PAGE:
Preeminence of the Dharma

Preeminence of the Dharma Spiritual instructions constitutes the divine Dharma. Studies, researches, and activities that are directed only toward material progress and well-being in the framework of this present existence form the temporal dharma.

The human existence we now have is not a random result. It implies that, in our past lives, we have been able to accomplish more positive acts than negative acts. The human condition is generally good, according to the use we make of it; however, there are inferior, mediocre, or superior human existences.

  1. Inferior human existence characterizes beings who turn away from the spiritual path and positive activity and commit many negative acts.  This existence is considered inferior to the extent that it will lead to great future suffering.
  2. Mediocre human existence regroups those who accomplish neither great negative acts nor great positive acts. Consequently, they will encounter mediocre conditions, neither very pleasant nor very painful in their future lives.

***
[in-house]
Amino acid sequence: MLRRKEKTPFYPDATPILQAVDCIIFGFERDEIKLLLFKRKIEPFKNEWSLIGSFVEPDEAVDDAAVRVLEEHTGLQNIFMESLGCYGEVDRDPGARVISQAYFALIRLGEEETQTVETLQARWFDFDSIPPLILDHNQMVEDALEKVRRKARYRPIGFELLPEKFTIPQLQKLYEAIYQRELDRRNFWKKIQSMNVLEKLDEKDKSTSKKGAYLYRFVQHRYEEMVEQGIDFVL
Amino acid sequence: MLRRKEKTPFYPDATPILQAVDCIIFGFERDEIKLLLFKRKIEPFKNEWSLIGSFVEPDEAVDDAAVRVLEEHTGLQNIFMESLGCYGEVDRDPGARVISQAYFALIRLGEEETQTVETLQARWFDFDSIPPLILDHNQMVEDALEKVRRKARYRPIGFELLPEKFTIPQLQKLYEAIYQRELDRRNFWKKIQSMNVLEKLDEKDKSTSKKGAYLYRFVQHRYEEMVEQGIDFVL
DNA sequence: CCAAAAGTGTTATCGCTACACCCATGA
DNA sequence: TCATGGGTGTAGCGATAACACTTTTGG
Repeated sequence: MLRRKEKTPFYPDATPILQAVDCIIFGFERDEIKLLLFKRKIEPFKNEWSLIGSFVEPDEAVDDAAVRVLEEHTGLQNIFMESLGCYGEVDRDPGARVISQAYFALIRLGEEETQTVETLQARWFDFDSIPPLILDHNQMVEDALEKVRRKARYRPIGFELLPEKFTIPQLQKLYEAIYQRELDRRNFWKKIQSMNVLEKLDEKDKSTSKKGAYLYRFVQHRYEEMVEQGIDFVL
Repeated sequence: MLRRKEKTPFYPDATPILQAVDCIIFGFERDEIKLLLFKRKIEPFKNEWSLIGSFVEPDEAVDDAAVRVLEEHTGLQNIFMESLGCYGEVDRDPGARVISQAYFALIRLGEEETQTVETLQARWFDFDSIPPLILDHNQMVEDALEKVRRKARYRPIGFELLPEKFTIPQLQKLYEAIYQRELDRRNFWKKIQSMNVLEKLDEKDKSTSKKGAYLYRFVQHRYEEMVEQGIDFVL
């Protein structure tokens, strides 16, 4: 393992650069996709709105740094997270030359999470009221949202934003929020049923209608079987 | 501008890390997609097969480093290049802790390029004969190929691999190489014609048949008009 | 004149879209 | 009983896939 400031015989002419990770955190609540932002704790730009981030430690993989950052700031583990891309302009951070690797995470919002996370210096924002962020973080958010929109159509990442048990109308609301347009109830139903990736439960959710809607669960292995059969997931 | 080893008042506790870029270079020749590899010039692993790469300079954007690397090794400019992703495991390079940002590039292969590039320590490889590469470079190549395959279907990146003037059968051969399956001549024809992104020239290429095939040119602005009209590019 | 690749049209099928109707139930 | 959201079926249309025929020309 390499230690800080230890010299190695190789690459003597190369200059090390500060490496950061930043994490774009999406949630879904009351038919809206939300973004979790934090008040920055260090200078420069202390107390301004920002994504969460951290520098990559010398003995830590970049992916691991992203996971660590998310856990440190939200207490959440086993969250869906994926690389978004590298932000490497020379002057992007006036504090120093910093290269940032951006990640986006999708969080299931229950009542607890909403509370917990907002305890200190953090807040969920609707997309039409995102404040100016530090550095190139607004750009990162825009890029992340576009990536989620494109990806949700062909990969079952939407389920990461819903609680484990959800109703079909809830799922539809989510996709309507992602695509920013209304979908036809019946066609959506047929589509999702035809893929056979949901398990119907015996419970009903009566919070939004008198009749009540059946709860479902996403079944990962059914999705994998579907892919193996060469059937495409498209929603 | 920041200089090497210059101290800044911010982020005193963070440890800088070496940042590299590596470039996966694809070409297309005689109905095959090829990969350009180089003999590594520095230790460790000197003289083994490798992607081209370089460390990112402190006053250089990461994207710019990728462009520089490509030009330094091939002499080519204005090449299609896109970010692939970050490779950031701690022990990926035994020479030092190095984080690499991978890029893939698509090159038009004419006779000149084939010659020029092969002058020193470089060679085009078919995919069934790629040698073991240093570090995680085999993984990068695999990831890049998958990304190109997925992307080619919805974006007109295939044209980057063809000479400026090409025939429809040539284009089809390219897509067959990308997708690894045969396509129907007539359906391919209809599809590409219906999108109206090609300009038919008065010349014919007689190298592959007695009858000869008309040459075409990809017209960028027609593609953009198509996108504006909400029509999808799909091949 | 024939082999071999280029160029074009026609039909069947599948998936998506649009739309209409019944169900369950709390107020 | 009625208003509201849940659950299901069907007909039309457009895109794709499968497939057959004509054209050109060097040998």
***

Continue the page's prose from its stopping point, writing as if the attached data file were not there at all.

3. Superior or precious human existence, finally, characterizes those who meet with spiritual masters, are interested in their masters’ teachings, and put those teachings into practice. Through these acts, they will go to superior worlds and liberation.

Spiritual practice does not imply that it is necessary to abandon this life entirely. We must feed ourselves, dress, find shelter, and so on. Let us remember, however, that the intent of Dharma is for something greater than temporal activities.

Everything we do in this life indeed resembles a dream. In the evening, we fall asleep, and then at night, we dream. We can dream that we have a beautiful house, or that we stroll around on a magnificent landscape and everything is beautiful and pleasant.

However, when we wake up, the house, landscape, and everything that charmed us have disappeared. Nothing remains. It is the same with our life. When it ends, we will not be able to take anything we have accumulated with us. The only thing that will help us at the moment of death is the inner wealth we have acquired by the practice of the Dharma. This is why the Dharma is so precious.

Shantideva emphasized that it would be in vain to hope for a future precious human existence, if we do not make good use of the one we now have.

– Kalu Rinpoche–Secret Buddhism/Vajrayana Practices